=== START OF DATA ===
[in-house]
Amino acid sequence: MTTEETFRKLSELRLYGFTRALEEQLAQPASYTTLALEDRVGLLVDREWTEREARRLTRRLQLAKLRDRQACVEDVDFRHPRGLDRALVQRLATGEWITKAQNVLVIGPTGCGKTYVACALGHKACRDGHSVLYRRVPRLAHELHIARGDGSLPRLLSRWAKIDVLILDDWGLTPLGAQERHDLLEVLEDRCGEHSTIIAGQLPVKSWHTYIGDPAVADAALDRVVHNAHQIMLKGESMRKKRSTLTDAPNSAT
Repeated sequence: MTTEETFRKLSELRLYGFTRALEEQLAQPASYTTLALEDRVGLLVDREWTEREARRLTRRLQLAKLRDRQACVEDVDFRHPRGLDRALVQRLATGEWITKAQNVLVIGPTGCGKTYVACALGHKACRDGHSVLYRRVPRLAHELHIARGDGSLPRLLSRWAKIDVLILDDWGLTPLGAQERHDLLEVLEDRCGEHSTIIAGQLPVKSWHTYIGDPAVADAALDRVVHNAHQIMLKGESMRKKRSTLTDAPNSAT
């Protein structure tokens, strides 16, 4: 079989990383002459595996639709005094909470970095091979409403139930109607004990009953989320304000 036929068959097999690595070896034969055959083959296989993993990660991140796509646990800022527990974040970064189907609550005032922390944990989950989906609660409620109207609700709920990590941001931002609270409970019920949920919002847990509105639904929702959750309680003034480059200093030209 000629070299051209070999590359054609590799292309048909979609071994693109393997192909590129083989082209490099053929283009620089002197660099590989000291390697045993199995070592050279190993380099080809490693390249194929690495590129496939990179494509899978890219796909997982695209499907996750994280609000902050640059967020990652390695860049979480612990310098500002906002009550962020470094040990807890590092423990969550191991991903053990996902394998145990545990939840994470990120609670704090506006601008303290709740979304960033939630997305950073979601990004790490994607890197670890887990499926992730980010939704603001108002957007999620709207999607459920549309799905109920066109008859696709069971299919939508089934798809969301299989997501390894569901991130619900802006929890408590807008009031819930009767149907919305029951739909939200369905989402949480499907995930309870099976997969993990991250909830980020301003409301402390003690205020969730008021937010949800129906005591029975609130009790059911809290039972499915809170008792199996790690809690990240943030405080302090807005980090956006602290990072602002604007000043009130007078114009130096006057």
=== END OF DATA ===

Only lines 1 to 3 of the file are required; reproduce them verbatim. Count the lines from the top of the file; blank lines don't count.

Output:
[in-house]
Amino acid sequence: MTTEETFRKLSELRLYGFTRALEEQLAQPASYTTLALEDRVGLLVDREWTEREARRLTRRLQLAKLRDRQACVEDVDFRHPRGLDRALVQRLATGEWITKAQNVLVIGPTGCGKTYVACALGHKACRDGHSVLYRRVPRLAHELHIARGDGSLPRLLSRWAKIDVLILDDWGLTPLGAQERHDLLEVLEDRCGEHSTIIAGQLPVKSWHTYIGDPAVADAALDRVVHNAHQIMLKGESMRKKRSTLTDAPNSAT
Repeated sequence: MTTEETFRKLSELRLYGFTRALEEQLAQPASYTTLALEDRVGLLVDREWTEREARRLTRRLQLAKLRDRQACVEDVDFRHPRGLDRALVQRLATGEWITKAQNVLVIGPTGCGKTYVACALGHKACRDGHSVLYRRVPRLAHELHIARGDGSLPRLLSRWAKIDVLILDDWGLTPLGAQERHDLLEVLEDRCGEHSTIIAGQLPVKSWHTYIGDPAVADAALDRVVHNAHQIMLKGESMRKKRSTLTDAPNSAT